‘I’m a civil servant with a £1m pension – should I retire now before Labour’s tax raid?’

Civil servant
Civil servant

Write to Pensions Doctor with your pension problem: pensionsdoctor@telegraph.co.uk. Columns are published weekly. Becky O’Connor is away.

Dear Charlene,

I need some urgent advice, as I suspect many readers do. I am a senior public official (yes, some of us do actually read the Telegraph).

I am lucky enough to be a member of a public sector pension scheme and was looking forward to retirement soon. I am 59 and the main element of my scheme pays out at 60, although I could go earlier with an actuarial reduction.

I intended to take the maximum lump sum as my wife and I wish to invest this in a property abroad – this has always been our dream.

As far as I can make out the value of my pension pot today is around £1.045m but by the end of the financial year it will be something like £1.11m.

All good – except I am now concerned about what changes a new government might make. Not only a reimposition of the lifetime allowance but also potential changes to the tax-free lump sum.

What should/can I do to protect my position? I am prepared to hit the “retire immediately” option though I would need to give three months’ notice.

But would that protect me?

It isn’t a preferred option as I would like to carry on in my current role but I would do it if it was the only way to protect my lump sum plans.

I would be most grateful for any advice you can offer.

Many thanks,


Dear RJ,

Your main scheme is due to start paying out from your next birthday and your dream holiday home is within touching distance, so it’s understandable that you want to protect your plans.

I’ll explain the pension rules, but it might be worth consulting an international tax expert too, just to make sure you understand the tax implications (home and abroad) of your dream purchase.

Let’s start with the good news – it looks like Labour has dropped its plans to bring back the lifetime allowance. I’m hoping this gives some comfort to you, as well as anyone else reading this who had their own retirement planning worries.

However, it’s important to be aware that there are several new allowances which have replaced the old lifetime allowance and these may impact your plans.

We’ve now got a cap on tax-free lump sums you can get when you start to draw your pension(s) –  this “lump sum allowance” is set at £268,275 (25pc of the old lifetime allowance).  There’s also the “lump sum and death benefit allowance” which measures all tax-free lumps paid to you and your beneficiaries. That is set at £1,073,100.

Any excess lump sum is subject to income tax, in the same way as pension income.

Most people can still take up to 25pc of the value of their pension tax-free, and for private pensions like Sipps, it’s easy to work out a quarter of the value of your pot and compare that to the allowance.

For public sector pensions, taking the maximum lump sum will usually mean a reduction in your final pension. Exactly how much depends on your scheme. Based on the numbers in your letter, it’s likely that your maximum lump sum at 60 will be below the lump sum allowance, but not far off. Your benefit statement and online portal can tell you your scheme type, maximum available lump sum and how it’s calculated.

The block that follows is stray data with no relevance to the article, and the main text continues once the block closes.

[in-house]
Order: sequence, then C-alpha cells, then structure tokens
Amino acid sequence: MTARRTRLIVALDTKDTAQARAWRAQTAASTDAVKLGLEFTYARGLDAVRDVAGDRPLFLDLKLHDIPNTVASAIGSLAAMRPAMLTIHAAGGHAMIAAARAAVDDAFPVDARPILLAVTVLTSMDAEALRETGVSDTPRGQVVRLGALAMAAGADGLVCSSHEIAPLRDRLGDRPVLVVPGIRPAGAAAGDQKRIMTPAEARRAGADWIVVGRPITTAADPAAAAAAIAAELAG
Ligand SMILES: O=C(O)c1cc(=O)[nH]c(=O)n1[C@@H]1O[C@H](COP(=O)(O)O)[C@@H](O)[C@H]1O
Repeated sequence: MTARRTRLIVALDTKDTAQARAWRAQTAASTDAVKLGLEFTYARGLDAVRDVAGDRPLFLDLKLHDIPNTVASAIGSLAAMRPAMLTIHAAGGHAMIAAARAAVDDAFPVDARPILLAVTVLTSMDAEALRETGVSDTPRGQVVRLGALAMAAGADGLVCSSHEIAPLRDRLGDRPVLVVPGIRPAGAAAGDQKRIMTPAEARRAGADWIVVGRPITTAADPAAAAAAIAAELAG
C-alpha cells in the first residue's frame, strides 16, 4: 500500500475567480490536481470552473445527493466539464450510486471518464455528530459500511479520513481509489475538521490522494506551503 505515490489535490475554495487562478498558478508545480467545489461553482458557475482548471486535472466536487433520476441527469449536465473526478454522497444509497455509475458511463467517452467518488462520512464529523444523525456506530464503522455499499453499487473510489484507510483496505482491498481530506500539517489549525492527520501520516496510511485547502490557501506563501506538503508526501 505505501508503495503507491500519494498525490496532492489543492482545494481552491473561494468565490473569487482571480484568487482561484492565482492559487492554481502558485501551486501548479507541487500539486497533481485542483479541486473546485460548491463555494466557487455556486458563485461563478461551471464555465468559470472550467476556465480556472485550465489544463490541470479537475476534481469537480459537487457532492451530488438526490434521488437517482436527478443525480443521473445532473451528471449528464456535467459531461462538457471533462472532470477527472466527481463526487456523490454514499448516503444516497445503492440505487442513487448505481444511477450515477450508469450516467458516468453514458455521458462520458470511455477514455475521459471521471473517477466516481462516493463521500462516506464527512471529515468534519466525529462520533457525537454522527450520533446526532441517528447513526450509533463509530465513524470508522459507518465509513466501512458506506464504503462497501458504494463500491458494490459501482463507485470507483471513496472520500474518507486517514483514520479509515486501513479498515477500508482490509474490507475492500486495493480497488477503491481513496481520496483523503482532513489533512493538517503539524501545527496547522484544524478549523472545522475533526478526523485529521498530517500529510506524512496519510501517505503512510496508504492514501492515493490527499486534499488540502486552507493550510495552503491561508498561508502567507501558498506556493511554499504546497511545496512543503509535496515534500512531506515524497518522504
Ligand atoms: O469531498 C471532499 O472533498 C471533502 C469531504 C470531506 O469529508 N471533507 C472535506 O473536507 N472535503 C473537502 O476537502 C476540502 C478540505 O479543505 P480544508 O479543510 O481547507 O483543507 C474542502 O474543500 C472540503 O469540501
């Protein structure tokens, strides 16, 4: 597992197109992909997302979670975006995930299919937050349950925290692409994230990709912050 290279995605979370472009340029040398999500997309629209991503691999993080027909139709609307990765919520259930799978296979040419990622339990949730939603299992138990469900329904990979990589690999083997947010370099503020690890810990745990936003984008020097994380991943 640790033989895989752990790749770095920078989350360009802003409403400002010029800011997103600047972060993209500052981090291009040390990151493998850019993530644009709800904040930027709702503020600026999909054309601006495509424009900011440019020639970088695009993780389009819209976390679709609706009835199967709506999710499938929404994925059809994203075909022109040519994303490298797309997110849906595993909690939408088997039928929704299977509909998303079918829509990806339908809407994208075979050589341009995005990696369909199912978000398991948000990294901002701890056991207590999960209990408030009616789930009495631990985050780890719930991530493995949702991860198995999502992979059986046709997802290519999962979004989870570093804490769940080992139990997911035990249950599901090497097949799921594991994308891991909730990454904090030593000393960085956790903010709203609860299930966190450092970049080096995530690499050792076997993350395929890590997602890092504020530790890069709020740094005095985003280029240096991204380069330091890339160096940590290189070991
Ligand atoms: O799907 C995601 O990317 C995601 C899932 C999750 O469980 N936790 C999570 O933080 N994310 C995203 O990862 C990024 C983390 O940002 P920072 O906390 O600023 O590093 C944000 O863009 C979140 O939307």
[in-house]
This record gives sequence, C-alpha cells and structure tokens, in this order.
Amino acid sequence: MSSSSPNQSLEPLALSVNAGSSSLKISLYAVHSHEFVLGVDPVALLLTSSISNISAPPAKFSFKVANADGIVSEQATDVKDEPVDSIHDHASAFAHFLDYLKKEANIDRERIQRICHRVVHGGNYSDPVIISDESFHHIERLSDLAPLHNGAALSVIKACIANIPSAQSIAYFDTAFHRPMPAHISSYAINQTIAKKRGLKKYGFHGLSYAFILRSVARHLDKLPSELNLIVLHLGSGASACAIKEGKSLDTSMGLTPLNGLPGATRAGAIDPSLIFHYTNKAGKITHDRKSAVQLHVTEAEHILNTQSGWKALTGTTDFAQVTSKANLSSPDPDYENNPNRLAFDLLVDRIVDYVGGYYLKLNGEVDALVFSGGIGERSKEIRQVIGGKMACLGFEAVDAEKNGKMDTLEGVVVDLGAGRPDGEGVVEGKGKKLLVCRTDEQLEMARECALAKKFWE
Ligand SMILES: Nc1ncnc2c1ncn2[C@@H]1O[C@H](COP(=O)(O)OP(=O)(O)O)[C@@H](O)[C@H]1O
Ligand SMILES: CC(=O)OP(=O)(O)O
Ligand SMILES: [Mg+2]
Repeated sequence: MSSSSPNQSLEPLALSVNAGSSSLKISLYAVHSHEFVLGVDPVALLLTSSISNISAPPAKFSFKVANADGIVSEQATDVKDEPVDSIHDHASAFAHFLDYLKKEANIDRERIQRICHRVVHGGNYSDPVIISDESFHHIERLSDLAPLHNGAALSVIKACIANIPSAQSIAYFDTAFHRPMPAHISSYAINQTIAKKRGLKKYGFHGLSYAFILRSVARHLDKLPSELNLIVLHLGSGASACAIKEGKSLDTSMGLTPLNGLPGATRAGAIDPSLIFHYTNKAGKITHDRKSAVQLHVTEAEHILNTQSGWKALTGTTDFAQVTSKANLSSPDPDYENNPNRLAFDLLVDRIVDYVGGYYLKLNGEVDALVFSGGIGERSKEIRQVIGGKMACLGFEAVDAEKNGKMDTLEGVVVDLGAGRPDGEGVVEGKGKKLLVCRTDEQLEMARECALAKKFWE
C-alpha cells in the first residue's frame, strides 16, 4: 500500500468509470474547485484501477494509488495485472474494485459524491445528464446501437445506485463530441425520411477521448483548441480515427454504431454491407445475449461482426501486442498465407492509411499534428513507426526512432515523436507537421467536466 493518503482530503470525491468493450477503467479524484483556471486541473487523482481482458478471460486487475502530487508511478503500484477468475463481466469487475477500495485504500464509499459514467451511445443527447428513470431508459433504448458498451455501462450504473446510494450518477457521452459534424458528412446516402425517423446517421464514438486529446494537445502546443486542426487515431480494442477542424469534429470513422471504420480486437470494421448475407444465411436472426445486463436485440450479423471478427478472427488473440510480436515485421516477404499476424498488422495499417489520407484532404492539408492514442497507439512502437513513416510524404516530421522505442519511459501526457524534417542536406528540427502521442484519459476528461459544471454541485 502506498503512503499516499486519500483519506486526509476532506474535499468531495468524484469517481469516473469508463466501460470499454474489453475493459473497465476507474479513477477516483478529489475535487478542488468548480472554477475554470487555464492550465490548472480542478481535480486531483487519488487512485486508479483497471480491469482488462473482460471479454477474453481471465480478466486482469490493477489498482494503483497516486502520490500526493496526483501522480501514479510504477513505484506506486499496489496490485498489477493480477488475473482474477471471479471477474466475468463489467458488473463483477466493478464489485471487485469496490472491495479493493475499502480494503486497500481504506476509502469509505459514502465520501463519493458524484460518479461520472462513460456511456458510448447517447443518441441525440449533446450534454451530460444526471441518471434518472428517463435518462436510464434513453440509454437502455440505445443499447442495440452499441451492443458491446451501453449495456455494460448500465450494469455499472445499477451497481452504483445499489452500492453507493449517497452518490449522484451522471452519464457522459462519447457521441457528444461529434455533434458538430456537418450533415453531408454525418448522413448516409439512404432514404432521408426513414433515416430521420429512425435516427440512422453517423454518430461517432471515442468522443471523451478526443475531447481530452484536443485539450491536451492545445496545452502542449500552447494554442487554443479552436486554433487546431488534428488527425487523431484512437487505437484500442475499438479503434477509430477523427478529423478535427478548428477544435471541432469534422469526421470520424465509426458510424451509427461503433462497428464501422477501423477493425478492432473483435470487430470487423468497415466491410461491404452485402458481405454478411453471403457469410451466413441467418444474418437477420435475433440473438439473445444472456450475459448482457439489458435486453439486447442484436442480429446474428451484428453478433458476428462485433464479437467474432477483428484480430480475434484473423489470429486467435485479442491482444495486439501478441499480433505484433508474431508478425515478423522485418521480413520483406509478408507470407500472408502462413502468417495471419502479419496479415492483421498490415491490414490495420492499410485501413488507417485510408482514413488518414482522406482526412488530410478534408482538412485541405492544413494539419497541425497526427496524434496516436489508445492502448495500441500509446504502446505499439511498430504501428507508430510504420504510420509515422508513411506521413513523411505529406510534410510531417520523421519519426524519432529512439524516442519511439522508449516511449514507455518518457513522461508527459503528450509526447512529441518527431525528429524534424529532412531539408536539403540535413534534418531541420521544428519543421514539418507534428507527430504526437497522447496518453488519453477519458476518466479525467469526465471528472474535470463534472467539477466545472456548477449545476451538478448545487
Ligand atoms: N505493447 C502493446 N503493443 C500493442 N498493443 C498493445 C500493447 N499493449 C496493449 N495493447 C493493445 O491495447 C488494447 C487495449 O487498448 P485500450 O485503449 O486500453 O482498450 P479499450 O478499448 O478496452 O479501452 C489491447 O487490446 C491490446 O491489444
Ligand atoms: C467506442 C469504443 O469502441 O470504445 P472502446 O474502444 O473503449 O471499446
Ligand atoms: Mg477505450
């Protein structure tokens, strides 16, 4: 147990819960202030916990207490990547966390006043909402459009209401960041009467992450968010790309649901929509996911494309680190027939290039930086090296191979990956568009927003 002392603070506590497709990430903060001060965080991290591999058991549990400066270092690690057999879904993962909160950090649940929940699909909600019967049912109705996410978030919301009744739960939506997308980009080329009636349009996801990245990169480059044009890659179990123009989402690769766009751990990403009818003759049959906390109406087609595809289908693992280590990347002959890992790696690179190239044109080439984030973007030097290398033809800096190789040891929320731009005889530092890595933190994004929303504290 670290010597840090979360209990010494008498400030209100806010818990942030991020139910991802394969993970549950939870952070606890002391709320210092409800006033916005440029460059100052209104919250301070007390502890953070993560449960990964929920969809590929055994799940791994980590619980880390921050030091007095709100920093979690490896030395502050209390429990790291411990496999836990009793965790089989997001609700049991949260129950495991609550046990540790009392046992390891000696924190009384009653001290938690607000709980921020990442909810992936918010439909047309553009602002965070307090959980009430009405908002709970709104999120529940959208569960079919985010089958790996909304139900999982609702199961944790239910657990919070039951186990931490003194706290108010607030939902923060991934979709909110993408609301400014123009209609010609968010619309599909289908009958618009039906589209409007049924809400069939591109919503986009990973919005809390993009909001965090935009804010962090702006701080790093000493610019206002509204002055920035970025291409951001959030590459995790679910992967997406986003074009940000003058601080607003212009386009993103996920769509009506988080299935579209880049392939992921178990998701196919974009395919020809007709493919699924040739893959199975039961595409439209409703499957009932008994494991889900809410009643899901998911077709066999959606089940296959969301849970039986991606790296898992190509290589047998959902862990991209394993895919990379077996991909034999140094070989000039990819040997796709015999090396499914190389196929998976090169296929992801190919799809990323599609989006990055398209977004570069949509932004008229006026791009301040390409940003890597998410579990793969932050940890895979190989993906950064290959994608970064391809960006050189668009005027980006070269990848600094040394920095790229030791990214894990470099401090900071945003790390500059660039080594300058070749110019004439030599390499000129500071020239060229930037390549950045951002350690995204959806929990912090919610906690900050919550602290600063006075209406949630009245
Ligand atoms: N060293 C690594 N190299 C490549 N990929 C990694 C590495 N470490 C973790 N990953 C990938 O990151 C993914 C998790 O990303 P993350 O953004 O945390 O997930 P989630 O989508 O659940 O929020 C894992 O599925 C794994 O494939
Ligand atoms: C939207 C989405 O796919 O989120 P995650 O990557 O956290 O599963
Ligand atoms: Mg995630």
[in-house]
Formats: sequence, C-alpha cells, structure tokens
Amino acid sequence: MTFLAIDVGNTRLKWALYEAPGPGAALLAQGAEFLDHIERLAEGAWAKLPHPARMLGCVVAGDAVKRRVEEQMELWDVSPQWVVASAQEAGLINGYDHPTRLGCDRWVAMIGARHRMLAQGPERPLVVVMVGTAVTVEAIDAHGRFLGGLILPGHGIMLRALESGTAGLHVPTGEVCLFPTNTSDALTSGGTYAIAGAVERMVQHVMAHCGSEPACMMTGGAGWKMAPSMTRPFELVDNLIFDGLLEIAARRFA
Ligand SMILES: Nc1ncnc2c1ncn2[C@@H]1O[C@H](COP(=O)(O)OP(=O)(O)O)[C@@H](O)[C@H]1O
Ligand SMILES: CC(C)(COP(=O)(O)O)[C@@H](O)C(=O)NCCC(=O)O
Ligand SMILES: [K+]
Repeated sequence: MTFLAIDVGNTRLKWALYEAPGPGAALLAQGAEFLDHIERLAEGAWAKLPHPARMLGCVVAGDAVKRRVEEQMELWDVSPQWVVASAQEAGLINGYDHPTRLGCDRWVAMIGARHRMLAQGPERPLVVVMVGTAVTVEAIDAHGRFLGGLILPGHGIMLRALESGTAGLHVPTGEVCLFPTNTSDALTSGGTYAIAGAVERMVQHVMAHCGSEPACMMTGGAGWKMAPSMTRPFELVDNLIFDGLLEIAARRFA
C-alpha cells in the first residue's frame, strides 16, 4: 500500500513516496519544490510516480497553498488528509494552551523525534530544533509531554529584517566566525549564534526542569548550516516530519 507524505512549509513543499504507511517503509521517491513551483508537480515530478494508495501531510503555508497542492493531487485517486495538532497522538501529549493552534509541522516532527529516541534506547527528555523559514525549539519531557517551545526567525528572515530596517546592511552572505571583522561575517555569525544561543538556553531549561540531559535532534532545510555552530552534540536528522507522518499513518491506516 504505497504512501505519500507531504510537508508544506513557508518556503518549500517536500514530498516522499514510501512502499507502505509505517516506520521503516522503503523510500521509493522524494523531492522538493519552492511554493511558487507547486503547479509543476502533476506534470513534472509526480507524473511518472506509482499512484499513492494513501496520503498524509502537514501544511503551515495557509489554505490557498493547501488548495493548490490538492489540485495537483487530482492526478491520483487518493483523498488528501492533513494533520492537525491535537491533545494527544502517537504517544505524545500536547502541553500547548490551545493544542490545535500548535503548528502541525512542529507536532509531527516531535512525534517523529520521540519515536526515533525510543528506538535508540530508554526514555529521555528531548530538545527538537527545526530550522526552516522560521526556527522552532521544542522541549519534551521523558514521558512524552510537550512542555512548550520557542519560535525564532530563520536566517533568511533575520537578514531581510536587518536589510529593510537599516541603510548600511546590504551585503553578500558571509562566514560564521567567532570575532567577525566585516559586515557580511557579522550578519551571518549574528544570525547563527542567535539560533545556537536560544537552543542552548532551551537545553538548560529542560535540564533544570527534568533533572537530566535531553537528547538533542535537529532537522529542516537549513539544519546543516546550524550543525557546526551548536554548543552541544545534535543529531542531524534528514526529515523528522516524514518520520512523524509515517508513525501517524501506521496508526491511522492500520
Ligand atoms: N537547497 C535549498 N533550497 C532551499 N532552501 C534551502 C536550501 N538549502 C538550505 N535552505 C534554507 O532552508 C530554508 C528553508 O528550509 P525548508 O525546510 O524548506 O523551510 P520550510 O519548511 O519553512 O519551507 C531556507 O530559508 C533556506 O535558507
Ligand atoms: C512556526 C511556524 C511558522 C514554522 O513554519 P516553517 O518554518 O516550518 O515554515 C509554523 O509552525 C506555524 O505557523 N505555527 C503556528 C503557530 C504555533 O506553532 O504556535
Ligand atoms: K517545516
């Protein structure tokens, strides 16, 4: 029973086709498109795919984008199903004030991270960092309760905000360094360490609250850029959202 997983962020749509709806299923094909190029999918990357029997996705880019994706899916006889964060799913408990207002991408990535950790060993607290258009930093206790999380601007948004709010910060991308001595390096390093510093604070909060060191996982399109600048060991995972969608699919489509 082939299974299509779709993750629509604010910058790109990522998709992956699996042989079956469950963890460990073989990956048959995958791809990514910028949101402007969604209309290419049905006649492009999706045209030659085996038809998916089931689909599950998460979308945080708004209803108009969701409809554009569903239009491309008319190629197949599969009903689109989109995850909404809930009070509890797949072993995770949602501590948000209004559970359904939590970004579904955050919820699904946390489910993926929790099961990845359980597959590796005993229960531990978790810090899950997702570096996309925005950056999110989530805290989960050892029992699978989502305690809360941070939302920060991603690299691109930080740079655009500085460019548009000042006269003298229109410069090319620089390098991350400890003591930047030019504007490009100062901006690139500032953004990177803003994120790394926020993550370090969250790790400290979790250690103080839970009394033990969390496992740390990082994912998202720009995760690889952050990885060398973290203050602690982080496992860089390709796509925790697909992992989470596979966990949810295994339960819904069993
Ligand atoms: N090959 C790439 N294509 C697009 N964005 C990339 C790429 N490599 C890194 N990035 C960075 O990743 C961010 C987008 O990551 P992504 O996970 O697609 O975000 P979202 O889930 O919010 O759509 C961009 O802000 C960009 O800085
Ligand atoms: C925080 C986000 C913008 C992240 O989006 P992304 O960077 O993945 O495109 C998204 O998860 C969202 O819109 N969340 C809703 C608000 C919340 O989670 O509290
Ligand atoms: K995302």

As an example:

Let’s assume a full final pension of £55,000. Assuming an exchange rate or pension-to-lump sum of 1:12 (known as a commutation factor), a £236,000 lump sum would reduce the starting pension to around £35,000 per year.

The lump sum would be lower than the current lump sum allowance, and mean a total pension value of around £1m, under the old lifetime allowance.

Why Labour changed its plans

As well as recognising the uncertainty it would’ve caused pension savers both now and in the future, there is perhaps an understanding of the scale of the task itself. The legislation to remove the lifetime allowance took two years to implement and ran to over 100 pages of technical changes.

And even now, HMRC are having to issue further guidelines and amendments to sweep up anomalies and unintended outcomes, all hallmarks of a rushed job the first time around.

Should you act now?

If you hit the “retire immediately” button, not only do you have to give notice, but you’ll face a reduction in your pension to pay it out early, which is usually around 5pc for every year of early retirement.

This will likely affect your maximum lump sum, and you’d finish work earlier than planned – all factors that need to be weighed up against locking in your position now before we’ve even seen a manifesto.

We haven’t seen the manifesto yet, but indications are that further caps to tax-free lump sums are not part of Labour’s plans. If reintroducing the lifetime allowance was to be a retrograde step, meddling with tax-free cash would surely be the nuclear option.

Your goal to take your maximum lump at retirement would probably mean you sneak under the current tax-free allowance and the time required to sort changes in the law would also mean it’s unlikely to catch you personally anyway.

If you do decide to stay on and retire after your 60th birthday, it’s worth bearing in mind that your pension scheme will need time to do your final calculations and pay out your lump sum and pension. This takes a lot longer than for personal pensions – perhaps even 3 to 5 months – so it’s worth you checking the process with your scheme.

Your personal timeframes are in months rather than years, but the lifetime allowance speculation is a good reminder that, as a general rule, it’s better to try and focus on long-term retirement goals rather than trying to second guess what might happen to the tax system in the future.